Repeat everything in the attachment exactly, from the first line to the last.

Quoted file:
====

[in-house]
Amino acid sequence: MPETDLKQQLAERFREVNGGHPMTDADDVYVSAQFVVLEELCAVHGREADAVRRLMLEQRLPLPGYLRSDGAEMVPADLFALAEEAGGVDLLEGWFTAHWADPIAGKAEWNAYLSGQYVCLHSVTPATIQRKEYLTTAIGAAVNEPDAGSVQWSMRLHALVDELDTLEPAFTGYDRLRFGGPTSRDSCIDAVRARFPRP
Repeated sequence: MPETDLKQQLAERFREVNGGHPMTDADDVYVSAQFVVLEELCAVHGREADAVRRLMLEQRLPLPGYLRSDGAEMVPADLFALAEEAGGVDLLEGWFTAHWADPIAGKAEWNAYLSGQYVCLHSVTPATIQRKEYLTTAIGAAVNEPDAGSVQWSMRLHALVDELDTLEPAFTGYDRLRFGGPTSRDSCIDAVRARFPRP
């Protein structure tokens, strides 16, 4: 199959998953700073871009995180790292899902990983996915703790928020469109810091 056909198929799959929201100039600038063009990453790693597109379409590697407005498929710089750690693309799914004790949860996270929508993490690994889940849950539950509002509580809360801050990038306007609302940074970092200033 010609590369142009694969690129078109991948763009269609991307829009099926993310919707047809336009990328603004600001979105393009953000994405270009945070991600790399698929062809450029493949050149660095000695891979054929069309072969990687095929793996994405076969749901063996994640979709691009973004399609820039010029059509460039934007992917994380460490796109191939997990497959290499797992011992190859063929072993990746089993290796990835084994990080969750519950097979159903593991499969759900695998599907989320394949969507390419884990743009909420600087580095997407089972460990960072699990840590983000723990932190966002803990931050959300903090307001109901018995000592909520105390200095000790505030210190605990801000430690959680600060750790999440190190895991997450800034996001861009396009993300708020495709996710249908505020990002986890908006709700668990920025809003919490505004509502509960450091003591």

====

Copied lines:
[in-house]
Amino acid sequence: MPETDLKQQLAERFREVNGGHPMTDADDVYVSAQFVVLEELCAVHGREADAVRRLMLEQRLPLPGYLRSDGAEMVPADLFALAEEAGGVDLLEGWFTAHWADPIAGKAEWNAYLSGQYVCLHSVTPATIQRKEYLTTAIGAAVNEPDAGSVQWSMRLHALVDELDTLEPAFTGYDRLRFGGPTSRDSCIDAVRARFPRP
Repeated sequence: MPETDLKQQLAERFREVNGGHPMTDADDVYVSAQFVVLEELCAVHGREADAVRRLMLEQRLPLPGYLRSDGAEMVPADLFALAEEAGGVDLLEGWFTAHWADPIAGKAEWNAYLSGQYVCLHSVTPATIQRKEYLTTAIGAAVNEPDAGSVQWSMRLHALVDELDTLEPAFTGYDRLRFGGPTSRDSCIDAVRARFPRP
């Protein structure tokens, strides 16, 4: 199959998953700073871009995180790292899902990983996915703790928020469109810091 056909198929799959929201100039600038063009990453790693597109379409590697407005498929710089750690693309799914004790949860996270929508993490690994889940849950539950509002509580809360801050990038306007609302940074970092200033 010609590369142009694969690129078109991948763009269609991307829009099926993310919707047809336009990328603004600001979105393009953000994405270009945070991600790399698929062809450029493949050149660095000695891979054929069309072969990687095929793996994405076969749901063996994640979709691009973004399609820039010029059509460039934007992917994380460490796109191939997990497959290499797992011992190859063929072993990746089993290796990835084994990080969750519950097979159903593991499969759900695998599907989320394949969507390419884990743009909420600087580095997407089972460990960072699990840590983000723990932190966002803990931050959300903090307001109901018995000592909520105390200095000790505030210190605990801000430690959680600060750790999440190190895991997450800034996001861009396009993300708020495709996710249908505020990002986890908006709700668990920025809003919490505004509502509960450091003591």